When I lived alone for the first time, I did everything like my Mum. I filled my closet with very specific and expensive cleaning products. A product for my stainless steel sink. One for the windows. One to fight lime in the bathroom. A bleach for the toilet. A liquid soap for the floors. A wood spray for the furniture. I hated cleaning my home: I was breathing toxic particles, my eyes pricked. After using a spray to clean a messy oven caked with burnt food, I understood my mistake. I lost my sense of smell for 24 hours…
At the same time, as a biology student, I became acquainted with the sad reality of modern farming. I started to shop organic. I replaced my conventional cleaning products with their eco-friendly (but as expensive) equivalents. After hours or reading and learning, I was ready to use only these three ingredients in the house: Vinegar, soap and baking soda. And it’s so easy …
But first, why avoid industrial cleaning products?
- Getting rid of all bacteria is dangerous for everyone! Living in a bug-free environment prevents our immune system from being in contact with harmless bacteria which don’t making us sick but train our immune system. Second, unnecessarily eliminating bacteria only promotes the selection of resistant strains. Just like antibiotics.
- Conventional cleaning products are toxic for your health. This 2013 French study indicates that 91% of household products produce carcinogenic emissions! It is very simple: Virtually no industrial cleaning product reveals the names of the molecules that constitute it. Otherwise, savvy consumers could ask Google what it is… and loose sleep. In addition, little is known about the interactions between the different constituents of household products: If ingredient 1 and ingredient 2 are toxic, what about the mixture of the two?
- Household products are toxic for your planet. A large fraction of used cleaning products ends up in the water (e.g. when you clean your shower). Although this water is most often treated in a special plant, some of it can not be cleaned and is released into the environment. Aquatic environments are hugely contaminated, with a disastrous impact on aquatic fauna and flora. For example, it upsets the endocrine system of fish and crustaceans, their fertility decreases. Chlorine bleach combines with certain molecules to form organochlorines, which are extremely toxic and difficult to de-pollute. Finally, the vast majority of cleaning products are petroleum-based. Buying these products means enriching the oil-producing countries. But it also enriches spin-off industries. Most often, the compounds of your detergent are manufactured in Asia, particularly in China, in deplorable environmental and human conditions (pollution, risk of explosions, human exploitation, etc.).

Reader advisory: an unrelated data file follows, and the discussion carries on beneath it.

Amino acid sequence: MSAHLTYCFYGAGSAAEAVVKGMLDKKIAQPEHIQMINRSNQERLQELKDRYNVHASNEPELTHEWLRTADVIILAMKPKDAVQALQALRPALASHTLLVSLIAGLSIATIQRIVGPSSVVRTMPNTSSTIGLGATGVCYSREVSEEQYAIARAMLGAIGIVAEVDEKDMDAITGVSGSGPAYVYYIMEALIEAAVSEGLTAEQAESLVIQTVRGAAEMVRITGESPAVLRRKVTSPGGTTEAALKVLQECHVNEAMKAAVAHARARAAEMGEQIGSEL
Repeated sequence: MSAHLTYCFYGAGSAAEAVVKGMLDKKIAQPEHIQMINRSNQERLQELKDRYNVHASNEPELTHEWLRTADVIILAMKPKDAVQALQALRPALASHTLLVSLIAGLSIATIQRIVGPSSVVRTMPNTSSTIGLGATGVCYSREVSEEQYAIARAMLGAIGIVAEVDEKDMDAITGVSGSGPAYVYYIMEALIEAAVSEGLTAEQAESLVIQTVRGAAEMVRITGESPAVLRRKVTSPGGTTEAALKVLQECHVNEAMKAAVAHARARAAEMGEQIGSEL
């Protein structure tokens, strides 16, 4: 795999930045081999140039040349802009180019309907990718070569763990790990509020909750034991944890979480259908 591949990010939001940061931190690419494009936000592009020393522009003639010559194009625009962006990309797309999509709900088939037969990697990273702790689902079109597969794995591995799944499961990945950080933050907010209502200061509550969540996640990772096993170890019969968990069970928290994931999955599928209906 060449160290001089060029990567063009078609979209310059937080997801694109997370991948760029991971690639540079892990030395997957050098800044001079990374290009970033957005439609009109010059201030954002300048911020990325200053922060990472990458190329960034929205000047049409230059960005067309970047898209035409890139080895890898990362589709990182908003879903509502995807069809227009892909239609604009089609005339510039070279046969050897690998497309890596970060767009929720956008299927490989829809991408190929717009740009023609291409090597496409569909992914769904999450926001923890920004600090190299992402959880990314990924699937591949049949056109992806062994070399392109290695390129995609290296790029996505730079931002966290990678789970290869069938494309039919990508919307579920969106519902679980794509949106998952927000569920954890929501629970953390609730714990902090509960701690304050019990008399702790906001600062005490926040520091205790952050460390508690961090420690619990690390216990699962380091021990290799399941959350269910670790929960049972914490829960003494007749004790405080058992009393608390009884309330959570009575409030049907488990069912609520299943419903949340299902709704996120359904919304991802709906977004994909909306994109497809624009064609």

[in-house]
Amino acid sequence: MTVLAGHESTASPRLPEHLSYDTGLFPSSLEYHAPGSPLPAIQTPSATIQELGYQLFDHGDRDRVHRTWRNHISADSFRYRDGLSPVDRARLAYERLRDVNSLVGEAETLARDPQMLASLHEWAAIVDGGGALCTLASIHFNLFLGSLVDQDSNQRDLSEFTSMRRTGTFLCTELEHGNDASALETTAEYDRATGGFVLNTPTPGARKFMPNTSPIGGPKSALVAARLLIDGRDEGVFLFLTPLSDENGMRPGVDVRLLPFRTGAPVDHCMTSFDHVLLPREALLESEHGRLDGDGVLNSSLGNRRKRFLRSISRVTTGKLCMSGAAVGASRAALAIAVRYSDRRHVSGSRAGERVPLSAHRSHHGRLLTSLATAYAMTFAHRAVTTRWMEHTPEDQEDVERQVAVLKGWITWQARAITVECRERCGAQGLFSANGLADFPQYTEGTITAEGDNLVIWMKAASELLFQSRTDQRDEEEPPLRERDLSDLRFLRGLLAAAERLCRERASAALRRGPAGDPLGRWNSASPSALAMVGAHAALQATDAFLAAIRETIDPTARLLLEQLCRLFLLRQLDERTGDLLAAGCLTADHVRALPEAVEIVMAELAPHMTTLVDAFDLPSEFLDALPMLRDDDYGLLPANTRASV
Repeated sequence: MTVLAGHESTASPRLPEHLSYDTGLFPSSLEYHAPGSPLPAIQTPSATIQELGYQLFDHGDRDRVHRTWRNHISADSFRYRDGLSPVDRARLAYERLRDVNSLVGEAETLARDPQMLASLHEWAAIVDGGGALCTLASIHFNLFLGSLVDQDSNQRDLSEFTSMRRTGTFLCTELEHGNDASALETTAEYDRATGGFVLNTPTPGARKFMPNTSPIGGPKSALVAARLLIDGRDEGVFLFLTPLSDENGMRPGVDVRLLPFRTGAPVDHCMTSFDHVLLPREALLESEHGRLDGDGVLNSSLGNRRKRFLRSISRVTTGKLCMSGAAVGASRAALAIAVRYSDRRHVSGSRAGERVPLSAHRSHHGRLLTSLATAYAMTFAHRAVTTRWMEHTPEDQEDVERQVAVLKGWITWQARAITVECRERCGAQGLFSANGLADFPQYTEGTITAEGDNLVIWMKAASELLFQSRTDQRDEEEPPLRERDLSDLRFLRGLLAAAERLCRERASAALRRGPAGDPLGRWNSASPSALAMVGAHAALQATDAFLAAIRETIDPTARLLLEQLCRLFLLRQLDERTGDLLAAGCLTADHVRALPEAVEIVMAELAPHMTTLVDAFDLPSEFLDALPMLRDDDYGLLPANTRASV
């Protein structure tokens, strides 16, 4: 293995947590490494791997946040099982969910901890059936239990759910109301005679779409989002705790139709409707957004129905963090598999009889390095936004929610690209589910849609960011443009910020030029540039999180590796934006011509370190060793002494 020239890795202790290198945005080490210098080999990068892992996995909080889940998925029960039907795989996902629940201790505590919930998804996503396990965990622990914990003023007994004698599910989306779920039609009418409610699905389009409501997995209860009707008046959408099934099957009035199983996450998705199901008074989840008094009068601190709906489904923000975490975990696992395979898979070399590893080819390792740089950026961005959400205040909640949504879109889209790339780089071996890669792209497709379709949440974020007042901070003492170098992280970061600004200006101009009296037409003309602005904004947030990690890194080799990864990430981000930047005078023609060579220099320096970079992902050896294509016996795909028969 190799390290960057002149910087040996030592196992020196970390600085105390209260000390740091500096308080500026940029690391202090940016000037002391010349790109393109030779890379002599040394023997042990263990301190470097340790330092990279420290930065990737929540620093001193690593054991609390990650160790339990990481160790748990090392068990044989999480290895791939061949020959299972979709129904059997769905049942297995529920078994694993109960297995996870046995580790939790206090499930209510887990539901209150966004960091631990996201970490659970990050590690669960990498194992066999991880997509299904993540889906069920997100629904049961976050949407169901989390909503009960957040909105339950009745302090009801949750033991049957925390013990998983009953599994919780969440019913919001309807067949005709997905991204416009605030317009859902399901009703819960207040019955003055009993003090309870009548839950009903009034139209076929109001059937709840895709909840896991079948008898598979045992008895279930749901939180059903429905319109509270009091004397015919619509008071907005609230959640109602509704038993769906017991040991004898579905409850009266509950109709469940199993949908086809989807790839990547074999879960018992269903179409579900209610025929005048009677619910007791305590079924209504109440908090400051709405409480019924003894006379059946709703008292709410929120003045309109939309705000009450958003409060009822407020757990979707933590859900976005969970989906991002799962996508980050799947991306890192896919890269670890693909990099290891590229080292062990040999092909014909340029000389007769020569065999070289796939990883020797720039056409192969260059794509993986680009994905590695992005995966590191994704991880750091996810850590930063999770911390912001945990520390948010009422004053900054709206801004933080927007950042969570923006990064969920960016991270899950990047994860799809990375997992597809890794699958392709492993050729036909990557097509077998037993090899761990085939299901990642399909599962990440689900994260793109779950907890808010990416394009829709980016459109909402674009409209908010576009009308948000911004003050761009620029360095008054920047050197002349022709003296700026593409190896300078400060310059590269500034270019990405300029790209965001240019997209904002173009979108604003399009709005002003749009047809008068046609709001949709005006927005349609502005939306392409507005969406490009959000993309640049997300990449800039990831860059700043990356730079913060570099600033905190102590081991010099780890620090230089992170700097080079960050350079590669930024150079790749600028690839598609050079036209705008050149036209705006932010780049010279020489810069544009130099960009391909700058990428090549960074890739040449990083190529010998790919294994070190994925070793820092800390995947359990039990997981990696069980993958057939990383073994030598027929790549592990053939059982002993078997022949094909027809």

- Cleaning products are toxic for your wallet. Does the word ‘cartel’ rings a bell? Have you noticed that the price of cleaning products is ever rising? The few companies that manufacture them illegally collude to rise prices. It’s like: I raise my prices, but so do you: It’s a win-win. Sometimes the collusions come to light, and are punished. Finally, no one needs a specific cleaning product for every surface or object in the home! To argue otherwise is simply a way of creating new markets and pushing for consumption.
All this is too costly in terms of health, environment and money! In addition, there exists healthy alternatives. They are non-toxic and very inexpensive. Let me tell you about my multi-purpose cleaning product!
I have already talked at length about vinegar’s many uses in the home here (in French for now). I give you many ways to use pure vinegar. Today, we make a multi-purpose cleaning product with it.
I use mainly white vinegar (in France, it costs 50 to 70 cents per liter: So cheap!). To make it more efficient and smell better, I macerate lemon peels, those I have after making my morning smoothie! After about 2 weeks of maceration, the vinegar smells fabulous and has a beautiful yellow colour. I dilute it slightly to make a multi-purpose cleaning product. This single product does almost everything. No need to have a cupboard filled with different products.
- In a spray bottle, I use this multifunctional product to clean the toilet, kitchen counters or cupboards, oven, fridge and tiles. It makes stainless steel shine (for bathtubs, I prefer baking soda, which better removes the soap residue).
- With a microfiber cloth, I use it to clean mirrors, the oven door, to make the faucets shine, to clean my computer or my mobile phone.
- I soak my toothbrush and hairbrush from time to time (one night) to clean them up.
- I use the undiluted citrus vinegar as a softener for laundry (put it in place of the softener in the corresponding compartment in the machine, about 1/2 cup).
Citrus-scented cleaning vinegar
Makes 1 L
- 1 liter white vinegar
- Peels of 1 lemon (no need to remove the white pith)
Combine and leave it for 1-2 weeks.
Multi-purpose cleaning product
Makes 1 L
- 700 ml citrus vinegar (see above)
- 300 ml water
- Optional: 10 drops of tea-tree essential oil (or cloves, niaouli…)
Use a sieve to remove the citrus peels if needed. Combine all ingredients in a spray bottle, shake, and use.…